The hairs in my beard are all turned counter-clockwise! Is it because of earth’s rotation?

  • 3:44 am on April 4, 2003 Permalink | Reply  

    Depth of Processing Assignment 

    April 4th, 2003
    Yong Ho Kim

    Kalat (2002) summarizes the traditional consensus in the psychological community regarding short-term and long-term memory. Short-term memory is a “temporary storage of the information that someone has just experienced’ and long-term memory is “a relatively permanent store of mostly meaningful information”. Additionally, short-term memory stores up to seven (plus or minus two) bits of distinct information for a few seconds, and can store an kind of information. For the long-term memory, the capacity is not known but certainly very large, and the information needs to be closely tied down inside the learner’s mind to be successfully stored.

    Often information is first stored in the short-term memory and then passed to the long-term memory. This is called consolidation. Controversy in the psychological community arises on the understanding of this process. Traditionally it has been understood that it is a matter of repetition for the information to pass to the long-term memory. However, recent research disagrees based on the fact that some very personal information don’t require several rehearsals for them to be learnt. It is suggested that the information must be meaningfully and emotionally tied to the learner in order to be transferred to the long-term memory.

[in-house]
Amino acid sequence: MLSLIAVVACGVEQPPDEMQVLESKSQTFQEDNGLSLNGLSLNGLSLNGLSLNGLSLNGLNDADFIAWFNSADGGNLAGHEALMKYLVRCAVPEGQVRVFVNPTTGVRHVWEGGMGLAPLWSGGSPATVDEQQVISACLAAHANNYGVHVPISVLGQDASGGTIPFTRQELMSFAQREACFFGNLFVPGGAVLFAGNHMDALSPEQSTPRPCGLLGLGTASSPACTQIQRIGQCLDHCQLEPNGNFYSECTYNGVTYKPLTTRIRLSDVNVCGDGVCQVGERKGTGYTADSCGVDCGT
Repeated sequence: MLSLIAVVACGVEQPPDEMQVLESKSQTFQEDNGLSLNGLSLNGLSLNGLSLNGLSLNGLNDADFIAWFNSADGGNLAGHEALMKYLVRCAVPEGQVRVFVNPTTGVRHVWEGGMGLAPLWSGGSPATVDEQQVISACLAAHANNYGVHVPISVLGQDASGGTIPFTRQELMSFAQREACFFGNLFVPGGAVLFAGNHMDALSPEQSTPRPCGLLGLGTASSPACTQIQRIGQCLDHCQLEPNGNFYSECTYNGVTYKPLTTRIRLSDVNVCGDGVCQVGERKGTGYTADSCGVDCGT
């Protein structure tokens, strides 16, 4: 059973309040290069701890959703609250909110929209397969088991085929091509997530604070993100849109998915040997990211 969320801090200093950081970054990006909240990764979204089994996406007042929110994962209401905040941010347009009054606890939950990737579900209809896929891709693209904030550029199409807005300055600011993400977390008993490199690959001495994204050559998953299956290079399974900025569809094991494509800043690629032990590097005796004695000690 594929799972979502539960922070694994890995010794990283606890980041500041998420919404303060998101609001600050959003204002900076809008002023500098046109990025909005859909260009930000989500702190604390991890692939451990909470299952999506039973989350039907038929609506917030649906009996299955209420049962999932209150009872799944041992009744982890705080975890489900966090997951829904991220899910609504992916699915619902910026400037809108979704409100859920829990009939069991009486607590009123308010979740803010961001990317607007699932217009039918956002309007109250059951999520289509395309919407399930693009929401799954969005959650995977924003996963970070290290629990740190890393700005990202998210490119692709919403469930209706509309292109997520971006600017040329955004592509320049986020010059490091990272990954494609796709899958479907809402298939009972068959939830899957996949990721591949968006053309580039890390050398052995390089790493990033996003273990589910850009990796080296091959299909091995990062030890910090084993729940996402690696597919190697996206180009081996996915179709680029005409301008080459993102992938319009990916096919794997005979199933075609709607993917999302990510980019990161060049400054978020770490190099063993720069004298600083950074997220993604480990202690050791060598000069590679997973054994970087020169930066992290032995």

Jacoby (1973) tested the effect of rehearsal on memory improvement. By “rehearsal” Jacoby means “a subject’s covert or overt repetition of an item”, so that “increasing rehearsal frequency simply means that the person says the item more often”. He asked a random group of college students to memorize words from a pool of 200 words rated A and AA (obtained from Thorndike and Lorge word book). Ten lists were presented to subjects with a delay interval between each list. Each list consisted of 20 words. During the delay, some subjects were instructed to study the words in silence. Other group was instructed to study the words aloud, and another was instructed to perform arithmetic calculations. After a delay, the subjects were requested to recall all 20 words.

    In a laboratory hour of an Introduction to Psychology course in Macalester College, 35 students replicated Jacoby’s experiment with a slight modification. Instead of studying the words aloud, the students were instructed to say the word “Hello” aloud throughout the delay. Instead of performing random arithmetic calculations, students were instructed to think of a 3-digit number and keep subtracting 3 from the number throughout the delay. Instead of studying in silence, students were instructed to remain silent, with no specific duties. The subjects were not divided in groups, but were all asked to perform the same task at a given time.